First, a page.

(SACRAMENTO) â€“ Assemblymember V. Manuel PÃ©rez reported that his bill to help increase the number of doctors in medically under served areas is on its way to the Governor.
AB 1288, Priority Licensing for Medically Under served Populations, would require the Medical Board of California and the Osteopathic Board of California to develop a process to give priority review status to applicants that can demonstrate they intend to practice in a medically under served area or serve a medically underserved population.
â€œRural and under served areas face a number of barriers in recruiting and attracting physicians, but slow state bureaucracy should not be one of them,â€ said PÃ©rez. â€œWe as a state should be doing all we can to build the ranks of physicians practicing in medically under served communities, and AB 1288 is one part of the solution.â€
Currently, just 16 of California’s 58 counties have the federal government’s recommended supply of primary care physicians. Riverside County â€“ the fastest growing county in California â€“ is the only county with a population of one million to have fewer than 100 physicians per 100,000 people. Rural areas suffer in particular from low physician practice rates and from a diminishing supply of primary care physicians. In general, rural counties tend to have far fewer physicians per capita than urban counties.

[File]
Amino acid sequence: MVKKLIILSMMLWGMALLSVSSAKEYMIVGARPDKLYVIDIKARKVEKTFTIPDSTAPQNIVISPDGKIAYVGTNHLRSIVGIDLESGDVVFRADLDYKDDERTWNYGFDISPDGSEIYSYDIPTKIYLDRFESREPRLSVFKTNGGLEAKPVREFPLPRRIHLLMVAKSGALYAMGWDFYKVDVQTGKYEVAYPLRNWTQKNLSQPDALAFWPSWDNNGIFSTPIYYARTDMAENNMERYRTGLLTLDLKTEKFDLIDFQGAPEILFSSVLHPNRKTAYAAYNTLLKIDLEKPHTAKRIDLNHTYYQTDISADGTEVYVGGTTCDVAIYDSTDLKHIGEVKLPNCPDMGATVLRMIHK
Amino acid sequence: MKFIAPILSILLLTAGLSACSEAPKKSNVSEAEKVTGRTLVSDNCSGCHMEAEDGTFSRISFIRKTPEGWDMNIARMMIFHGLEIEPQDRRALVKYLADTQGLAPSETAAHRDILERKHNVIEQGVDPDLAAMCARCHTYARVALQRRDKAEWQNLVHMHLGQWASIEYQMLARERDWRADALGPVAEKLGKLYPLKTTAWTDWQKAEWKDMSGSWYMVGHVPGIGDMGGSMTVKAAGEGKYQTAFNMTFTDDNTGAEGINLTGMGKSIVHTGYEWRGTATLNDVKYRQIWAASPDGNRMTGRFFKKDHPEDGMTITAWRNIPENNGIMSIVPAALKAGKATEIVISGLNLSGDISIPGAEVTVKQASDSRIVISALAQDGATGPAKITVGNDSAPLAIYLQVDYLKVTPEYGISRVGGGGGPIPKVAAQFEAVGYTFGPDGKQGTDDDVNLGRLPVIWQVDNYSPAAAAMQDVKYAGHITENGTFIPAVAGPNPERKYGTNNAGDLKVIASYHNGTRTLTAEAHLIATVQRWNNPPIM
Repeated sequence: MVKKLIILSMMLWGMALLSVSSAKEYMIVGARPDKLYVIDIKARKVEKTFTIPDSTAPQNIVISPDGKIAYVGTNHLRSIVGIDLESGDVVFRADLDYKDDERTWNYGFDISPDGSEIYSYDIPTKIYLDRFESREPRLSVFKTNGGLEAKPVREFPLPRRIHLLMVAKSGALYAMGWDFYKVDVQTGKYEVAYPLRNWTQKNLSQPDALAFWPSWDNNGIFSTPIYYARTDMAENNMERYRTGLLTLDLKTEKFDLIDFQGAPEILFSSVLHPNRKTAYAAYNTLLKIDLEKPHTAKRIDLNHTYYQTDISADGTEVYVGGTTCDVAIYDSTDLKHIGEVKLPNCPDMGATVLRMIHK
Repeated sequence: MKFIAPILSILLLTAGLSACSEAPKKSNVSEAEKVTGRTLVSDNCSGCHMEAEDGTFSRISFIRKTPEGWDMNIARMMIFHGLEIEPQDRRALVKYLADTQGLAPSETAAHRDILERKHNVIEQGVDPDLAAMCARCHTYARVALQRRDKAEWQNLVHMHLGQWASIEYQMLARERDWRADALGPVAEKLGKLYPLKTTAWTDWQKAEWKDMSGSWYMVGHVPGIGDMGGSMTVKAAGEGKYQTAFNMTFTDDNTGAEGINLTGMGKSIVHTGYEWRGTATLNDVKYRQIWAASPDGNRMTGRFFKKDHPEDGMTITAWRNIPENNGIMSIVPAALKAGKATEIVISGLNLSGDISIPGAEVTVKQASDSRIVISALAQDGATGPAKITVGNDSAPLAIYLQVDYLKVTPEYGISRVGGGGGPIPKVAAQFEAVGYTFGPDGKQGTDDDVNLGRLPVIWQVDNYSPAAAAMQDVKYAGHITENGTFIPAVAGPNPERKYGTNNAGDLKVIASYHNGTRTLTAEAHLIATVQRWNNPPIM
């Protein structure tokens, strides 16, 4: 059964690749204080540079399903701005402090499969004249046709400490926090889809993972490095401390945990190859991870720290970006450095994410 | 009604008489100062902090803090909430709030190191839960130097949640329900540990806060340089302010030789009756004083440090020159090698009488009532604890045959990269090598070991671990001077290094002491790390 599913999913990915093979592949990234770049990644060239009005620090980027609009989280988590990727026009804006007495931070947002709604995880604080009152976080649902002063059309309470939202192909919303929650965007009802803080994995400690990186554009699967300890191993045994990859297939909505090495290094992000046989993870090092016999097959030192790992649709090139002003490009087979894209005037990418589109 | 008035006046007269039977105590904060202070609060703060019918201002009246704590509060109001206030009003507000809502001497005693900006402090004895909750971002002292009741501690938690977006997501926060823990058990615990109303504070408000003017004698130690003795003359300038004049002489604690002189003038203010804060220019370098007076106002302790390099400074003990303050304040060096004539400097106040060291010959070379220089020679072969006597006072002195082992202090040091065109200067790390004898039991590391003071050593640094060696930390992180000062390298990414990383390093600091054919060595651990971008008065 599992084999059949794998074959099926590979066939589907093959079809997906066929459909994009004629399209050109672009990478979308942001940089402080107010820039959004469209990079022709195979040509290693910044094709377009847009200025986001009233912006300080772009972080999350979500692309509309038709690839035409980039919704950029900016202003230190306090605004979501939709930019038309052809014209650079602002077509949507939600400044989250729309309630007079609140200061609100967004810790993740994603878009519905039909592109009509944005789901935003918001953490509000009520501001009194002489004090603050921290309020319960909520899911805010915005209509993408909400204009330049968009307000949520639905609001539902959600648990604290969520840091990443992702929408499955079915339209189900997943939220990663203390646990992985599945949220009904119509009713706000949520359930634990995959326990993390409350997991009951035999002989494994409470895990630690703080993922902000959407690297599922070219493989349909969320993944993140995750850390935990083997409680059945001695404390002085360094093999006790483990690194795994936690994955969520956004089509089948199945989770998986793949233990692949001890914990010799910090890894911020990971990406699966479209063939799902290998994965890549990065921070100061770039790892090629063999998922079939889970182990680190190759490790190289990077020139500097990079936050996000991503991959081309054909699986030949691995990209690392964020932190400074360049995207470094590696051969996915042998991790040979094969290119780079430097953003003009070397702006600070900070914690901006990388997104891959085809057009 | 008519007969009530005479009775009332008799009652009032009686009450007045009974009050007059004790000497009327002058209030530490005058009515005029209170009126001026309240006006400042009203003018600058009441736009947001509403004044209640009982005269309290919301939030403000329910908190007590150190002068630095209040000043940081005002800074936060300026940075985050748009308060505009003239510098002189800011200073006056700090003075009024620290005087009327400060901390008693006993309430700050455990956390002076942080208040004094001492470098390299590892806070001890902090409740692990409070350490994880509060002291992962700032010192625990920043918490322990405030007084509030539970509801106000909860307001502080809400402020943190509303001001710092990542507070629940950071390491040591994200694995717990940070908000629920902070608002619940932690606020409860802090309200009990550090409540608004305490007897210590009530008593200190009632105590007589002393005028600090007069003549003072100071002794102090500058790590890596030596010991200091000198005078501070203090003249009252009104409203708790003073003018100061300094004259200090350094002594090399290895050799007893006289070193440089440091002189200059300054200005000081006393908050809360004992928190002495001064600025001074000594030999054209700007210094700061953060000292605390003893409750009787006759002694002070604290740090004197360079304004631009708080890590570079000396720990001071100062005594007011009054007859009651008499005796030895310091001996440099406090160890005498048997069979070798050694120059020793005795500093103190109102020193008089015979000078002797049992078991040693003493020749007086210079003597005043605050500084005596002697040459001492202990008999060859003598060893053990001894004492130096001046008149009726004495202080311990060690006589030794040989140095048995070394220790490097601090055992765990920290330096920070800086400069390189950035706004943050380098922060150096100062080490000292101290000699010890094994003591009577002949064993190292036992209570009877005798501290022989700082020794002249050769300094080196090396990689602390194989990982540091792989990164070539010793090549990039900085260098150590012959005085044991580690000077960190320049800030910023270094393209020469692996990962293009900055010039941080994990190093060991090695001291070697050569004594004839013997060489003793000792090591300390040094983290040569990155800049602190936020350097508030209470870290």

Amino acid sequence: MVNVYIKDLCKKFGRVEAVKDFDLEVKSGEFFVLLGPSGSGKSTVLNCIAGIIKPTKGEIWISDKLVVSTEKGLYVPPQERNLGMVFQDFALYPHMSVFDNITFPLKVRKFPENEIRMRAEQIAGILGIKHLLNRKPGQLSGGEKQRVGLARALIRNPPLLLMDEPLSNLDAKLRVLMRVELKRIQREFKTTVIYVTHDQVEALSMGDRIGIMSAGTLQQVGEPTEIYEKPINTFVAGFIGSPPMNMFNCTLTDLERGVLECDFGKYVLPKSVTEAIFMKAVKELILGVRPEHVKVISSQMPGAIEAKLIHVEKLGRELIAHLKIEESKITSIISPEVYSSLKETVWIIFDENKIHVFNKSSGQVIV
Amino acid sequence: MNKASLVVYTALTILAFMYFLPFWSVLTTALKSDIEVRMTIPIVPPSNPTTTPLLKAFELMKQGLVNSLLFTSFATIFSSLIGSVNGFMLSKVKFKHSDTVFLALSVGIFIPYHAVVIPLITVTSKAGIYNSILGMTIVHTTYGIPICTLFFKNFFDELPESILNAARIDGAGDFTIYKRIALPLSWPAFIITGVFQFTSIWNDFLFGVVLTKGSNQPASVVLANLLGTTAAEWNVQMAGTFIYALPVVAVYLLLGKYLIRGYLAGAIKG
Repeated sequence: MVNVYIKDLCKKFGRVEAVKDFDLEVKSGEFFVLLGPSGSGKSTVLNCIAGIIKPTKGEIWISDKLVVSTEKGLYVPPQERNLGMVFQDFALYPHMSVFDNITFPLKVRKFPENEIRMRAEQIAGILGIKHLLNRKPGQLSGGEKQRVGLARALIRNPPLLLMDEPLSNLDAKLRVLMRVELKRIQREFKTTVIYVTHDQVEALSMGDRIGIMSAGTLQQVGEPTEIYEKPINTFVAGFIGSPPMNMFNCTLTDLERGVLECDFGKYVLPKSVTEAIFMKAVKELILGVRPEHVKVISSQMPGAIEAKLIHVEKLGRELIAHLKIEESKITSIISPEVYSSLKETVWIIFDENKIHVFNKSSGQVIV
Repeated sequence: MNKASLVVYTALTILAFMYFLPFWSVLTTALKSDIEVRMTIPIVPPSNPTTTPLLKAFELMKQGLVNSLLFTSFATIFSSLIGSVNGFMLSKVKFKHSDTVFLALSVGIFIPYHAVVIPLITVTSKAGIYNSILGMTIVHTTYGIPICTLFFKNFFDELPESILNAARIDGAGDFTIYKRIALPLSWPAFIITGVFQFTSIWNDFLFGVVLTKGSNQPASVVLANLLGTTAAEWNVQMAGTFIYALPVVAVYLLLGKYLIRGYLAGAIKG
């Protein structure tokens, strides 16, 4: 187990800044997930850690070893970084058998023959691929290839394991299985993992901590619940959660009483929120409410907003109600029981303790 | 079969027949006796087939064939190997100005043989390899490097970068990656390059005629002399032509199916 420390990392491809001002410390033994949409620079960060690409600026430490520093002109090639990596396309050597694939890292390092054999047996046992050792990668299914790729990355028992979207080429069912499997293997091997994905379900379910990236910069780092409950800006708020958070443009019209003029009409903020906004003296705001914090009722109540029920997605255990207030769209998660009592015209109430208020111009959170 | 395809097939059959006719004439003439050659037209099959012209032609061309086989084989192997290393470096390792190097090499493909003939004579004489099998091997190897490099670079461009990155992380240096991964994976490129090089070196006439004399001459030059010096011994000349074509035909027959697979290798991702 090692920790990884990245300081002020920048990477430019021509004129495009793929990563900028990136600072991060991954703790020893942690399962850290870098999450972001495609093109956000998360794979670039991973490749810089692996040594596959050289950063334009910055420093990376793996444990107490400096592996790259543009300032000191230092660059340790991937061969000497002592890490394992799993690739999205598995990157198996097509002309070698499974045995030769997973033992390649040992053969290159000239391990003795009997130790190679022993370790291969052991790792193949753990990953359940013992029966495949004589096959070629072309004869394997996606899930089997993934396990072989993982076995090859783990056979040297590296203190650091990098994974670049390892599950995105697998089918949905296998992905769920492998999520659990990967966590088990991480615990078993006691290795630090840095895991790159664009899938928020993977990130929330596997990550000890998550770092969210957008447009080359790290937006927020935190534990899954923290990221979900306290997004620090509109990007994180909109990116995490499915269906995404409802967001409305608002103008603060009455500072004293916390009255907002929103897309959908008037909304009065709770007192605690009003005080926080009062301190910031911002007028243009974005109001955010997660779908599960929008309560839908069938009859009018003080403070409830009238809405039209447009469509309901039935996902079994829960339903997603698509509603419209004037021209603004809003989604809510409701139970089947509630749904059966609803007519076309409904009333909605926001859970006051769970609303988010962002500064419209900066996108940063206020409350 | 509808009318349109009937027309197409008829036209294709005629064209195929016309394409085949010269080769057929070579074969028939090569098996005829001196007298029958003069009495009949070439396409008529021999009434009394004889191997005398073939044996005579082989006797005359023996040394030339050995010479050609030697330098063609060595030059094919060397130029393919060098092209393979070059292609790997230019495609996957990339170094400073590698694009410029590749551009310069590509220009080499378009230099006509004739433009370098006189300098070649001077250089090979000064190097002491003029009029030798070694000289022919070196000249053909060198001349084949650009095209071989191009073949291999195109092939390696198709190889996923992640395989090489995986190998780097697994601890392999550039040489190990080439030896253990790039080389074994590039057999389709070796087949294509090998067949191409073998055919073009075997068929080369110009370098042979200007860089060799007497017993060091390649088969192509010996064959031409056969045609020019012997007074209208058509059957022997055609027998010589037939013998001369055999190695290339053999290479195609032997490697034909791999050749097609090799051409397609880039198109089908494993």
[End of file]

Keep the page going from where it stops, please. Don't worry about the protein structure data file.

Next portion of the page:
One of the barriers to responding to the physician shortage is the slow state licensing process, which can be lengthy from start to finish.Â In fact, applicants are encouraged to start the application process at least six to nine months before they need licensure.Â AB 1288 would not change the vigorous standards of the Medical Practice Act but instead focuses the Boardsâ€™ resources on the areas and populations with the greatest need.
The demand for primary care physicians in the state will only increase with the implementation of the Affordable Care Act, with millions of Californians becoming insured and millions more with improved benefits and other consumer protections.
To read the text of the bill, please visit the stateâ€™s legislative information website.